Explain the Porter Monologue in “Macbeth” or Just Skip Over It?

Some more notes on teaching “Macbeth”: First, don’t worry—my next post won’t be about this play. And second, though Shakespeare and his language are often seen as “high and mighty,” in so many ways “Macbeth” can shatter this illusion for inexperienced students. I’d say that’s for better, because I’m in favor of making all literature …

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Wild Wild Documentary: Growing Up in Eastern Oregon (p. 1)

“Wild Wild Country” is a pretty darn good documentary. It’s on Netflix, and you might have heard reviewers, bloggers, or fellow teachers at your school recommend it. Leah and I finished it recently, and it is very much worth the time—six, one-hour episodes, which honestly you’ll probably just binge in a day; it’s that engaging. …

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Addendum: Texts I Taught This Year and EDGAR ALLAN POE

Recently I wrote about both the well-received texts I taught this school year (Of Mice and Men, “The Cremation of Sam McGee”) and the “misses” (The Picture of Dorian Gray, Heart of Darkness). Not that anything here is to say that the “misses” weren’t texts students didn’t learn from. For example, though “Julius Caesar” can …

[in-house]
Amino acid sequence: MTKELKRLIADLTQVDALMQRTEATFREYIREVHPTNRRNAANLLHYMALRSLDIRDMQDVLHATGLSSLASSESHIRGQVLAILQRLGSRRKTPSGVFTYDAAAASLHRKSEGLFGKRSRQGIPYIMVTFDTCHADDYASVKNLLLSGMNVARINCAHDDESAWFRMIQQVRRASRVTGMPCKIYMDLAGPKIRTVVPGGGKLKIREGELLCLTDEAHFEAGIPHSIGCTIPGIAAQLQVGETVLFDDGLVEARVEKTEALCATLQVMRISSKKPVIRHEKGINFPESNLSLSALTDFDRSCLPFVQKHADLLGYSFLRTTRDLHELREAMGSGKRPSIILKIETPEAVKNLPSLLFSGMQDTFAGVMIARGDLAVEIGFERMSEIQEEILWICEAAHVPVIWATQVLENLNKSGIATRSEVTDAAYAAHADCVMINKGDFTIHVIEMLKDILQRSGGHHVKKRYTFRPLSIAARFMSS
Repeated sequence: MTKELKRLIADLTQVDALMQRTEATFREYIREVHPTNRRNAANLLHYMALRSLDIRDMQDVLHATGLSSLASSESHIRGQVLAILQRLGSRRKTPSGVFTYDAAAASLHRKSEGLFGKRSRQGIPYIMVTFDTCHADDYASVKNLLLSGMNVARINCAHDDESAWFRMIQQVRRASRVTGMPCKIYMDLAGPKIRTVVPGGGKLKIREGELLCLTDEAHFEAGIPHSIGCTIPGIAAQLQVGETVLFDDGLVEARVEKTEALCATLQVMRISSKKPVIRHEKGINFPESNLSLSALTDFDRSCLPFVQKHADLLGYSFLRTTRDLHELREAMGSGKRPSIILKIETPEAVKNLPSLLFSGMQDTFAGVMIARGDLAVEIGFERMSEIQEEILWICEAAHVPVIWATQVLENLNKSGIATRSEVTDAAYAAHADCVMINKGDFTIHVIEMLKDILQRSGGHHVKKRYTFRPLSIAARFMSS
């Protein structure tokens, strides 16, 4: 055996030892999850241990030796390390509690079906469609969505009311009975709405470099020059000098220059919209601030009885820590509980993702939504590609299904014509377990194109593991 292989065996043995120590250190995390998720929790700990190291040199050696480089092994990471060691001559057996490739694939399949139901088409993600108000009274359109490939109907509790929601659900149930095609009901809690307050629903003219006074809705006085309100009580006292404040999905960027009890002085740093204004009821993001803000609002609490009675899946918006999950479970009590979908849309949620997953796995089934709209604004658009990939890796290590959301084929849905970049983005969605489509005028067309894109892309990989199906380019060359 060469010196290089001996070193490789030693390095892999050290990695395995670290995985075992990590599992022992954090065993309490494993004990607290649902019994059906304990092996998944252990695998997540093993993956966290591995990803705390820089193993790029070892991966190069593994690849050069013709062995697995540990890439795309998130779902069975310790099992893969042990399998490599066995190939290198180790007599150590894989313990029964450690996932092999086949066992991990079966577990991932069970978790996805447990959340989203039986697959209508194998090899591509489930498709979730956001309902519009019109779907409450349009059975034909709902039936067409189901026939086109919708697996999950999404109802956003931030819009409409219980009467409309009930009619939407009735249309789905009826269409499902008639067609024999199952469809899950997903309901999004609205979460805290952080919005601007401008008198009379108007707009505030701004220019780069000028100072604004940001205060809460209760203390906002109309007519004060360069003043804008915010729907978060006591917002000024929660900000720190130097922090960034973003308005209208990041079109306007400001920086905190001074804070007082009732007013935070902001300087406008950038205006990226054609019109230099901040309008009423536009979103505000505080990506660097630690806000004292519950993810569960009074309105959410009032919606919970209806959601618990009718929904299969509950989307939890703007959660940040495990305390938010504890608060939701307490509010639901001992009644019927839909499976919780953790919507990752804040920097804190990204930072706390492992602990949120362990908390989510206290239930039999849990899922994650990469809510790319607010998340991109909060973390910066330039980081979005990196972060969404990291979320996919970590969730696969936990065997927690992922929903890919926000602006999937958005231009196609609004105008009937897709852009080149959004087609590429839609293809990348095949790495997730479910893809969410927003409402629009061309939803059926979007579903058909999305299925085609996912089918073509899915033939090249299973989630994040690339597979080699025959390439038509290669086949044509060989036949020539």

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The Great, the Good, and the OK: Texts I Taught This Year

With finals going currently, here are some thoughts on novels, stories, and plays I used in my classroom over the last school year. It’s always interesting to experience something as a student and then as a teacher. Take Heart of Darkness: the dialogue is richer than what I remember from high school, and the novel is …

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Publication: 100 Word “Detective” Piece in “Eunoia Review”

Today "Eunoia Review" published my very short story “The Detective." You can read it here. Like the last time I got something published, calling this a story is probably a stretch—it’s under 100 words. Which means you should check it out—short and sweet! And hopefully you’ll find it funny. This “story” was also inspired by …

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Publication: Edgar Allan Poe “Story” in “The Drabble”

Last week The Drabble accepted a short story I wrote. You can read it here, though to be accurate I shouldn’t really say “short story.” The Drabble is a website that publishes works of prose and poetry 100 words or less—works of “flash fiction.” My piece was inspired by students who have recently been making …

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